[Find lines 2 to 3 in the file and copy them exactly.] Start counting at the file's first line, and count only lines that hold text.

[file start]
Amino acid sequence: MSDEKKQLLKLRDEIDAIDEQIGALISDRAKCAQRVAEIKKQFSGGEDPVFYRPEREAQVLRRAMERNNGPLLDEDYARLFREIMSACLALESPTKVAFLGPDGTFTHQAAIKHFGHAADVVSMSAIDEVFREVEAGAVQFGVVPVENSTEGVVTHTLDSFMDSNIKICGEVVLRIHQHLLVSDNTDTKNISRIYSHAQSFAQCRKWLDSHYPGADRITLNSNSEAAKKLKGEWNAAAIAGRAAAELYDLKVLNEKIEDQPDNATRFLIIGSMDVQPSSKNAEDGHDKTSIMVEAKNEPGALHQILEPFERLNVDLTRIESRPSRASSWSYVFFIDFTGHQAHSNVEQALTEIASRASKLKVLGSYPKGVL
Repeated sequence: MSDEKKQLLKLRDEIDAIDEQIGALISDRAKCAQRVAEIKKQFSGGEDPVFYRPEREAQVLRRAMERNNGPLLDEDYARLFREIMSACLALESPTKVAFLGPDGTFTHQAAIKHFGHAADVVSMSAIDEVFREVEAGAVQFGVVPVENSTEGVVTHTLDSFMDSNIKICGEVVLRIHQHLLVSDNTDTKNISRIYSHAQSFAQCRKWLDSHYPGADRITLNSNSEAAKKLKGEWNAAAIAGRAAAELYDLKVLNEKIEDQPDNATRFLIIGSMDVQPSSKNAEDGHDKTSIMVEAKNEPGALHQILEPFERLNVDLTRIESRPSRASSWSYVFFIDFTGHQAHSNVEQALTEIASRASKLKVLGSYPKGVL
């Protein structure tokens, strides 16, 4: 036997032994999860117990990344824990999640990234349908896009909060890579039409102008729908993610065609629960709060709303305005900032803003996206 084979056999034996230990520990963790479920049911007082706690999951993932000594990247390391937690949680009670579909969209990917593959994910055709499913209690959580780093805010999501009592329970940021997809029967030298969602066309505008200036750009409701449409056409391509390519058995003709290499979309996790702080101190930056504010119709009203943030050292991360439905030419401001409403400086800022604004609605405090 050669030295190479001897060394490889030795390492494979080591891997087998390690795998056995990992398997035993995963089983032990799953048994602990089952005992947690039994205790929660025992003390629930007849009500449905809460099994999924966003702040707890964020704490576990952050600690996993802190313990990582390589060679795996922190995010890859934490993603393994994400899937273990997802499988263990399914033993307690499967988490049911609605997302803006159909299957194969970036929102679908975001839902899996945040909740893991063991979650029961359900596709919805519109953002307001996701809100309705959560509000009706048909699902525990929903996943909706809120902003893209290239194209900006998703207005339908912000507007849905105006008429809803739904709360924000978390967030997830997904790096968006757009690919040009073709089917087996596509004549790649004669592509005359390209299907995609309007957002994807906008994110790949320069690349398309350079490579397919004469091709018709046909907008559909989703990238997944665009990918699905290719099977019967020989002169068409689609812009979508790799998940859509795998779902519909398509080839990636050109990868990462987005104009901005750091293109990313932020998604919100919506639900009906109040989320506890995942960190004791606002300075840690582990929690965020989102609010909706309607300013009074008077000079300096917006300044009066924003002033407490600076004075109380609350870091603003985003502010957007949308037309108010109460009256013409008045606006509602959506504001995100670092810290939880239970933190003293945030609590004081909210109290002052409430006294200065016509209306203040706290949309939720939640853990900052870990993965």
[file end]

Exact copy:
Repeated sequence: MSDEKKQLLKLRDEIDAIDEQIGALISDRAKCAQRVAEIKKQFSGGEDPVFYRPEREAQVLRRAMERNNGPLLDEDYARLFREIMSACLALESPTKVAFLGPDGTFTHQAAIKHFGHAADVVSMSAIDEVFREVEAGAVQFGVVPVENSTEGVVTHTLDSFMDSNIKICGEVVLRIHQHLLVSDNTDTKNISRIYSHAQSFAQCRKWLDSHYPGADRITLNSNSEAAKKLKGEWNAAAIAGRAAAELYDLKVLNEKIEDQPDNATRFLIIGSMDVQPSSKNAEDGHDKTSIMVEAKNEPGALHQILEPFERLNVDLTRIESRPSRASSWSYVFFIDFTGHQAHSNVEQALTEIASRASKLKVLGSYPKGVL
């Protein structure tokens, strides 16, 4: 036997032994999860117990990344824990999640990234349908896009909060890579039409102008729908993610065609629960709060709303305005900032803003996206 084979056999034996230990520990963790479920049911007082706690999951993932000594990247390391937690949680009670579909969209990917593959994910055709499913209690959580780093805010999501009592329970940021997809029967030298969602066309505008200036750009409701449409056409391509390519058995003709290499979309996790702080101190930056504010119709009203943030050292991360439905030419401001409403400086800022604004609605405090 050669030295190479001897060394490889030795390492494979080591891997087998390690795998056995990992398997035993995963089983032990799953048994602990089952005992947690039994205790929660025992003390629930007849009500449905809460099994999924966003702040707890964020704490576990952050600690996993802190313990990582390589060679795996922190995010890859934490993603393994994400899937273990997802499988263990399914033993307690499967988490049911609605997302803006159909299957194969970036929102679908975001839902899996945040909740893991063991979650029961359900596709919805519109953002307001996701809100309705959560509000009706048909699902525990929903996943909706809120902003893209290239194209900006998703207005339908912000507007849905105006008429809803739904709360924000978390967030997830997904790096968006757009690919040009073709089917087996596509004549790649004669592509005359390209299907995609309007957002994807906008994110790949320069690349398309350079490579397919004469091709018709046909907008559909989703990238997944665009990918699905290719099977019967020989002169068409689609812009979508790799998940859509795998779902519909398509080839990636050109990868990462987005104009901005750091293109990313932020998604919100919506639900009906109040989320506890995942960190004791606002300075840690582990929690965020989102609010909706309607300013009074008077000079300096917006300044009066924003002033407490600076004075109380609350870091603003985003502010957007949308037309108010109460009256013409008045606006509602959506504001995100670092810290939880239970933190003293945030609590004081909210109290002052409430006294200065016509209306203040706290949309939720939640853990900052870990993965």